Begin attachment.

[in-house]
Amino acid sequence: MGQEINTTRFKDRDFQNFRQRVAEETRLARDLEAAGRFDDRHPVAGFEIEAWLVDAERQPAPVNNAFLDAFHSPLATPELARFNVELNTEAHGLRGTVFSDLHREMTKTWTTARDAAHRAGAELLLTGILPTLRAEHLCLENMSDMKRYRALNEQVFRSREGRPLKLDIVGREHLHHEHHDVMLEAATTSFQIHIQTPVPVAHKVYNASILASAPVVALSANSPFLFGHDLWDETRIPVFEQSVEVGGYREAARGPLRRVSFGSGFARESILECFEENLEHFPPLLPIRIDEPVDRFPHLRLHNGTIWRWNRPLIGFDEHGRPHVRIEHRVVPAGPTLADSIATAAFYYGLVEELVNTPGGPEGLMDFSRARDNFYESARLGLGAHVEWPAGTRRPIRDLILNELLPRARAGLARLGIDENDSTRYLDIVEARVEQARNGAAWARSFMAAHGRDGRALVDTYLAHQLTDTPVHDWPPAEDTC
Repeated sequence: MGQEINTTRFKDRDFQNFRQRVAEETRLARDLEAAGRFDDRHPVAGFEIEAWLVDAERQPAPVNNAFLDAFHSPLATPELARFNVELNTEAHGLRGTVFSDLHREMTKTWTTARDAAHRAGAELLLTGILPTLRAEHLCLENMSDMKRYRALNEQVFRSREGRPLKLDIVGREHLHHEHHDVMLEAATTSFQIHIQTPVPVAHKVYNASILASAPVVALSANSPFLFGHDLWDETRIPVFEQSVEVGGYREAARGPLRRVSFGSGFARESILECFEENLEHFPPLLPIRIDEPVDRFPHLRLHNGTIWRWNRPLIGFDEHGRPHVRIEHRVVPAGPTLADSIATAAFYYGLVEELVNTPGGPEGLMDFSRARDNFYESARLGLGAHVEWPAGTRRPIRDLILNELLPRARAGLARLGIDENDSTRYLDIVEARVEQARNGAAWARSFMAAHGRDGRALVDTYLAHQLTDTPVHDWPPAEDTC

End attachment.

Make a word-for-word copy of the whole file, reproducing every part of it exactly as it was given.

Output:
[in-house]
Amino acid sequence: MGQEINTTRFKDRDFQNFRQRVAEETRLARDLEAAGRFDDRHPVAGFEIEAWLVDAERQPAPVNNAFLDAFHSPLATPELARFNVELNTEAHGLRGTVFSDLHREMTKTWTTARDAAHRAGAELLLTGILPTLRAEHLCLENMSDMKRYRALNEQVFRSREGRPLKLDIVGREHLHHEHHDVMLEAATTSFQIHIQTPVPVAHKVYNASILASAPVVALSANSPFLFGHDLWDETRIPVFEQSVEVGGYREAARGPLRRVSFGSGFARESILECFEENLEHFPPLLPIRIDEPVDRFPHLRLHNGTIWRWNRPLIGFDEHGRPHVRIEHRVVPAGPTLADSIATAAFYYGLVEELVNTPGGPEGLMDFSRARDNFYESARLGLGAHVEWPAGTRRPIRDLILNELLPRARAGLARLGIDENDSTRYLDIVEARVEQARNGAAWARSFMAAHGRDGRALVDTYLAHQLTDTPVHDWPPAEDTC
Repeated sequence: MGQEINTTRFKDRDFQNFRQRVAEETRLARDLEAAGRFDDRHPVAGFEIEAWLVDAERQPAPVNNAFLDAFHSPLATPELARFNVELNTEAHGLRGTVFSDLHREMTKTWTTARDAAHRAGAELLLTGILPTLRAEHLCLENMSDMKRYRALNEQVFRSREGRPLKLDIVGREHLHHEHHDVMLEAATTSFQIHIQTPVPVAHKVYNASILASAPVVALSANSPFLFGHDLWDETRIPVFEQSVEVGGYREAARGPLRRVSFGSGFARESILECFEENLEHFPPLLPIRIDEPVDRFPHLRLHNGTIWRWNRPLIGFDEHGRPHVRIEHRVVPAGPTLADSIATAAFYYGLVEELVNTPGGPEGLMDFSRARDNFYESARLGLGAHVEWPAGTRRPIRDLILNELLPRARAGLARLGIDENDSTRYLDIVEARVEQARNGAAWARSFMAAHGRDGRALVDTYLAHQLTDTPVHDWPPAEDTC